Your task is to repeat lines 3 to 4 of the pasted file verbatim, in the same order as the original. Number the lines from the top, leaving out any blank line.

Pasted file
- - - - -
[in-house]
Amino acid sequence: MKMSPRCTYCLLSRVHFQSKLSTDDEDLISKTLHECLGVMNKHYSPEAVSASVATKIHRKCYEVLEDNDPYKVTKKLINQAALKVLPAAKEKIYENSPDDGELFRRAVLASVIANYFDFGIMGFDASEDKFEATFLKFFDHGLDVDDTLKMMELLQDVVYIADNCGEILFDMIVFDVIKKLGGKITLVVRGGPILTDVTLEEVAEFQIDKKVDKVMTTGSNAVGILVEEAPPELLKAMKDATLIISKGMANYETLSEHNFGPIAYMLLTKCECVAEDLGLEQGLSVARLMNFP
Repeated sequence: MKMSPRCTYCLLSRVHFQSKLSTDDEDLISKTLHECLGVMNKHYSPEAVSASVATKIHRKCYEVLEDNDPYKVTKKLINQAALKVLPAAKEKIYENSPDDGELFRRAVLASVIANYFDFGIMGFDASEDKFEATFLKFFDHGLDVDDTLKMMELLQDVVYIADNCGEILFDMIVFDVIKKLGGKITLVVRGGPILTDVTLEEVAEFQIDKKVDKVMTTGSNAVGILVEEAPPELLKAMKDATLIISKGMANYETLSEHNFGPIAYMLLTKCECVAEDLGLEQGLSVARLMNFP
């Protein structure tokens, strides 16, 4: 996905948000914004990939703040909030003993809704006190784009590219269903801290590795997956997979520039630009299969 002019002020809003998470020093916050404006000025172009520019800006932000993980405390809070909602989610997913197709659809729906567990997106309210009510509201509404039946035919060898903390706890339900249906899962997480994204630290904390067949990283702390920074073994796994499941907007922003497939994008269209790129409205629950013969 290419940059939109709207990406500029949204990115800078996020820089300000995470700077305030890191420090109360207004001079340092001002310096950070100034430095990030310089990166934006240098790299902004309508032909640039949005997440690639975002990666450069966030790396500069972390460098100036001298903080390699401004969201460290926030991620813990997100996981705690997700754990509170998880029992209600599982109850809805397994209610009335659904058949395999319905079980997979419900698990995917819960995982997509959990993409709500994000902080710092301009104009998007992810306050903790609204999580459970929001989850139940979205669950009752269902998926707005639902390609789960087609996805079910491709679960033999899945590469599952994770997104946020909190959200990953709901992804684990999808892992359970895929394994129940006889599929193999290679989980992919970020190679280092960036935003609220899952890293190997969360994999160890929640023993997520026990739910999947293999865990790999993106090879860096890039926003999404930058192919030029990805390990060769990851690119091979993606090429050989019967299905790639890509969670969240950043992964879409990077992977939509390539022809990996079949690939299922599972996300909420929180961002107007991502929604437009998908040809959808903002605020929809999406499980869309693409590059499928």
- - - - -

Repeated sequence: MKMSPRCTYCLLSRVHFQSKLSTDDEDLISKTLHECLGVMNKHYSPEAVSASVATKIHRKCYEVLEDNDPYKVTKKLINQAALKVLPAAKEKIYENSPDDGELFRRAVLASVIANYFDFGIMGFDASEDKFEATFLKFFDHGLDVDDTLKMMELLQDVVYIADNCGEILFDMIVFDVIKKLGGKITLVVRGGPILTDVTLEEVAEFQIDKKVDKVMTTGSNAVGILVEEAPPELLKAMKDATLIISKGMANYETLSEHNFGPIAYMLLTKCECVAEDLGLEQGLSVARLMNFP
């Protein structure tokens, strides 16, 4: 996905948000914004990939703040909030003993809704006190784009590219269903801290590795997956997979520039630009299969 002019002020809003998470020093916050404006000025172009520019800006932000993980405390809070909602989610997913197709659809729906567990997106309210009510509201509404039946035919060898903390706890339900249906899962997480994204630290904390067949990283702390920074073994796994499941907007922003497939994008269209790129409205629950013969 290419940059939109709207990406500029949204990115800078996020820089300000995470700077305030890191420090109360207004001079340092001002310096950070100034430095990030310089990166934006240098790299902004309508032909640039949005997440690639975002990666450069966030790396500069972390460098100036001298903080390699401004969201460290926030991620813990997100996981705690997700754990509170998880029992209600599982109850809805397994209610009335659904058949395999319905079980997979419900698990995917819960995982997509959990993409709500994000902080710092301009104009998007992810306050903790609204999580459970929001989850139940979205669950009752269902998926707005639902390609789960087609996805079910491709679960033999899945590469599952994770997104946020909190959200990953709901992804684990999808892992359970895929394994129940006889599929193999290679989980992919970020190679280092960036935003609220899952890293190997969360994999160890929640023993997520026990739910999947293999865990790999993106090879860096890039926003999404930058192919030029990805390990060769990851690119091979993606090429050989019967299905790639890509969670969240950043992964879409990077992977939509390539022809990996079949690939299922599972996300909420929180961002107007991502929604437009998908040809959808903002605020929809999406499980869309693409590059499928």